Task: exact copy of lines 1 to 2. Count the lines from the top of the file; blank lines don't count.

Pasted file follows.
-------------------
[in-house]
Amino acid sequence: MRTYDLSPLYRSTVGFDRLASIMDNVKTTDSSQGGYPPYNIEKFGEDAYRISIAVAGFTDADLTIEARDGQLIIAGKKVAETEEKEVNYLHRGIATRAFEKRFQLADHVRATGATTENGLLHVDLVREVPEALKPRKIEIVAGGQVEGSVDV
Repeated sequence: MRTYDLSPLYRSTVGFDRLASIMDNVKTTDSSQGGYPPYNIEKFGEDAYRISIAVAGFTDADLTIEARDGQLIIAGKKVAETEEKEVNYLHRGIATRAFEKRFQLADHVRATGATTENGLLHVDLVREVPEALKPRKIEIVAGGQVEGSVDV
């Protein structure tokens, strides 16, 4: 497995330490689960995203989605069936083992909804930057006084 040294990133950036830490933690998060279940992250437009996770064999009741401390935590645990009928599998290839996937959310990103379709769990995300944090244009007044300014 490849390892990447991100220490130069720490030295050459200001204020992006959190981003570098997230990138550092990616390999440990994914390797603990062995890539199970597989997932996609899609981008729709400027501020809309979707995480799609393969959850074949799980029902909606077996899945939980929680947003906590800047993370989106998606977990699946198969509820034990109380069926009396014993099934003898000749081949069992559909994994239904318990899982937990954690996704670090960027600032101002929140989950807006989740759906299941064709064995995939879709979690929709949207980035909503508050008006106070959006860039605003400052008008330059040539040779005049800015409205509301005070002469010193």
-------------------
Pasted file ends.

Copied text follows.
[in-house]
Amino acid sequence: MRTYDLSPLYRSTVGFDRLASIMDNVKTTDSSQGGYPPYNIEKFGEDAYRISIAVAGFTDADLTIEARDGQLIIAGKKVAETEEKEVNYLHRGIATRAFEKRFQLADHVRATGATTENGLLHVDLVREVPEALKPRKIEIVAGGQVEGSVDV